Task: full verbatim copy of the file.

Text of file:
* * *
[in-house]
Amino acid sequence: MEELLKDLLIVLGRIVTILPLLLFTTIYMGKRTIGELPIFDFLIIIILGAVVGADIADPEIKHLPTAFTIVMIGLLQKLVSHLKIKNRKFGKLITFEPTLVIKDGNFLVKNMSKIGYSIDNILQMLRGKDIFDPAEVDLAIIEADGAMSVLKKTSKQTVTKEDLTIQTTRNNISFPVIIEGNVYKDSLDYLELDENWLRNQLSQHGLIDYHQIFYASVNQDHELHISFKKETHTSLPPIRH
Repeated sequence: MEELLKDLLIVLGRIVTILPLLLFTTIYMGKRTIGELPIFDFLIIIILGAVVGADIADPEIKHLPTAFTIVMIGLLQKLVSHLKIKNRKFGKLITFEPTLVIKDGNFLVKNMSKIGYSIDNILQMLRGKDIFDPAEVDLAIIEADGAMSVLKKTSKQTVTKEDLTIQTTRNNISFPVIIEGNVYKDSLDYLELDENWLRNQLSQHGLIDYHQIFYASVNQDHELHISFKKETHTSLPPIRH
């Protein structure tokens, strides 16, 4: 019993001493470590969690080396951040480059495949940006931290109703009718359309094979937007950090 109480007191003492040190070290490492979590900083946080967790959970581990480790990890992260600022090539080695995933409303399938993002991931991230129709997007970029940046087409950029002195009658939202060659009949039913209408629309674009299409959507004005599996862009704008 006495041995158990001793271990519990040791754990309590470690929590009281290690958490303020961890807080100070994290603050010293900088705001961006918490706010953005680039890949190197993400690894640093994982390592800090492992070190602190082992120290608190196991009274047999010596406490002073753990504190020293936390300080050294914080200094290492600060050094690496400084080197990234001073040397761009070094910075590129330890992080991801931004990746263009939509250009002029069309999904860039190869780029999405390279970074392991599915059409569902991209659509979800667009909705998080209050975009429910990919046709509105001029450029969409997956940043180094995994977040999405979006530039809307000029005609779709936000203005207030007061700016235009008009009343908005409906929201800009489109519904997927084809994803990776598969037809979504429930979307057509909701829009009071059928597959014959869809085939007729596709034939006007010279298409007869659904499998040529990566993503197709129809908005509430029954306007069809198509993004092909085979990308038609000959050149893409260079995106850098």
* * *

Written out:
[in-house]
Amino acid sequence: MEELLKDLLIVLGRIVTILPLLLFTTIYMGKRTIGELPIFDFLIIIILGAVVGADIADPEIKHLPTAFTIVMIGLLQKLVSHLKIKNRKFGKLITFEPTLVIKDGNFLVKNMSKIGYSIDNILQMLRGKDIFDPAEVDLAIIEADGAMSVLKKTSKQTVTKEDLTIQTTRNNISFPVIIEGNVYKDSLDYLELDENWLRNQLSQHGLIDYHQIFYASVNQDHELHISFKKETHTSLPPIRH
Repeated sequence: MEELLKDLLIVLGRIVTILPLLLFTTIYMGKRTIGELPIFDFLIIIILGAVVGADIADPEIKHLPTAFTIVMIGLLQKLVSHLKIKNRKFGKLITFEPTLVIKDGNFLVKNMSKIGYSIDNILQMLRGKDIFDPAEVDLAIIEADGAMSVLKKTSKQTVTKEDLTIQTTRNNISFPVIIEGNVYKDSLDYLELDENWLRNQLSQHGLIDYHQIFYASVNQDHELHISFKKETHTSLPPIRH
């Protein structure tokens, strides 16, 4: 019993001493470590969690080396951040480059495949940006931290109703009718359309094979937007950090 109480007191003492040190070290490492979590900083946080967790959970581990480790990890992260600022090539080695995933409303399938993002991931991230129709997007970029940046087409950029002195009658939202060659009949039913209408629309674009299409959507004005599996862009704008 006495041995158990001793271990519990040791754990309590470690929590009281290690958490303020961890807080100070994290603050010293900088705001961006918490706010953005680039890949190197993400690894640093994982390592800090492992070190602190082992120290608190196991009274047999010596406490002073753990504190020293936390300080050294914080200094290492600060050094690496400084080197990234001073040397761009070094910075590129330890992080991801931004990746263009939509250009002029069309999904860039190869780029999405390279970074392991599915059409569902991209659509979800667009909705998080209050975009429910990919046709509105001029450029969409997956940043180094995994977040999405979006530039809307000029005609779709936000203005207030007061700016235009008009009343908005409906929201800009489109519904997927084809994803990776598969037809979504429930979307057509909701829009009071059928597959014959869809085939007729596709034939006007010279298409007869659904499998040529990566993503197709129809908005509430029954306007069809198509993004092909085979990308038609000959050149893409260079995106850098």